Was It Legal To Fire Sally Yates

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On Monday, just a couple of hours after acting Attorney General Sally Yates ordered the Department of Justice not to defend Donald Trump's refugee ban, Donald Trump fired Yates. Yes, that's right: America's acting attorney general stood up to say, publicly, that working under Donald Trump was not in line with her goal "to always seek justice and stand for what is right," and President Trump... fired her. So, was it legal for Donald Trump to fire Sally Yates?

In short: Yes. When Donald Trump became president of the United States, he was promised executive power (with some exceptions). When he was sworn in, he was granted that power, and that power gives him the right to fire an acting Attorney General. Although legal experts and concerned citizens alike may take issue with his firing an individual who acted against his orders, Trump is technically within his rights to do so.

This is a different situation from the infamous "Saturday Night Massacre" of 1973, for example, when President Nixon fired his attorney general and deputy attorney general in the wake of Watergate. Trump did not nominate Yates, for a start, but merely asked her to stay on in the position until he was able to confirm his nominated replacement, Jeff Sessions. Yates was always temporary.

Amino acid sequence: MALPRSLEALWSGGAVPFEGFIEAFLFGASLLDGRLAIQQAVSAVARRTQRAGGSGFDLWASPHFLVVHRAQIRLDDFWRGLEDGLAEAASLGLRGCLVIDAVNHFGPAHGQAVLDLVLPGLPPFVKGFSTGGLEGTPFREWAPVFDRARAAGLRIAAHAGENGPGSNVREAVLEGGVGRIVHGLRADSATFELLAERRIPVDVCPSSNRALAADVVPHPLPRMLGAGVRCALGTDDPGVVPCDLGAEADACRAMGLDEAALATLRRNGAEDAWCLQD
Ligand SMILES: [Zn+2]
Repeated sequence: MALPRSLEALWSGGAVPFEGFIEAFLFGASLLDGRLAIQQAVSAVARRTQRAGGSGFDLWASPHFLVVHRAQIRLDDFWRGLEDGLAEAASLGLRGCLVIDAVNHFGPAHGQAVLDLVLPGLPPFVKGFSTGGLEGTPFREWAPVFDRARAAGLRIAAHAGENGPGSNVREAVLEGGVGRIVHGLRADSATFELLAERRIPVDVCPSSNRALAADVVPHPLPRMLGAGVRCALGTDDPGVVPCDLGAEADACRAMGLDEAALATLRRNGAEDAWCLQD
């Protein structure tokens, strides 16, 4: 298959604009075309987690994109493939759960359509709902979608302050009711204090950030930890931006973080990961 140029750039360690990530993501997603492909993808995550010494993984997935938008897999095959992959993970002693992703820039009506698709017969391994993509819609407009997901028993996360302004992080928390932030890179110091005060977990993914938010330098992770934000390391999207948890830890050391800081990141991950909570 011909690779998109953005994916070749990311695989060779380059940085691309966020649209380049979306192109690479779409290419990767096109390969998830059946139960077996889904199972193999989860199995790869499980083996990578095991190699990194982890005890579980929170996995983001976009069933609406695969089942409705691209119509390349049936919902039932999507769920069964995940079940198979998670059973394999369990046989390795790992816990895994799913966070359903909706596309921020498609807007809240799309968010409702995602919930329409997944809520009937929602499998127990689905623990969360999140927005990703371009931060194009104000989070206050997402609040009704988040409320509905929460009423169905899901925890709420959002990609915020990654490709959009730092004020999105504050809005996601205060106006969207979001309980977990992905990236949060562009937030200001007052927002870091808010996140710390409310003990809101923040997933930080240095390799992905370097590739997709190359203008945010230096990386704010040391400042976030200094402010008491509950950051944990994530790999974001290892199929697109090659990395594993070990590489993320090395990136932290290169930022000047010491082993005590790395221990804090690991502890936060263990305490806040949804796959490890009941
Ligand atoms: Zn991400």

That said, there are many logistical issues that come hand-in-hand with firing Yates, not to mention ethical and political issues. For a start, Yates is the only person in the Justice Department who has been confirmed and is sufficiently senior to sign foreign surveillance warrants. Until Sessions is (presumably) confirmed, there is quite literally nobody around to legally sign those warrants.

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According to a White House statement released about Yates, the former acting AG "betrayed the Department of Justice by refusing to enforce a legal order designed to protect the citizens of the United States.”

Shortly after Yates was fired, #ThankYouSally began trending on Twitter.

Yates has been replaced as acting Attorney General by Dana Boente, the U.S. Attorney for the Eastern District of Virginia.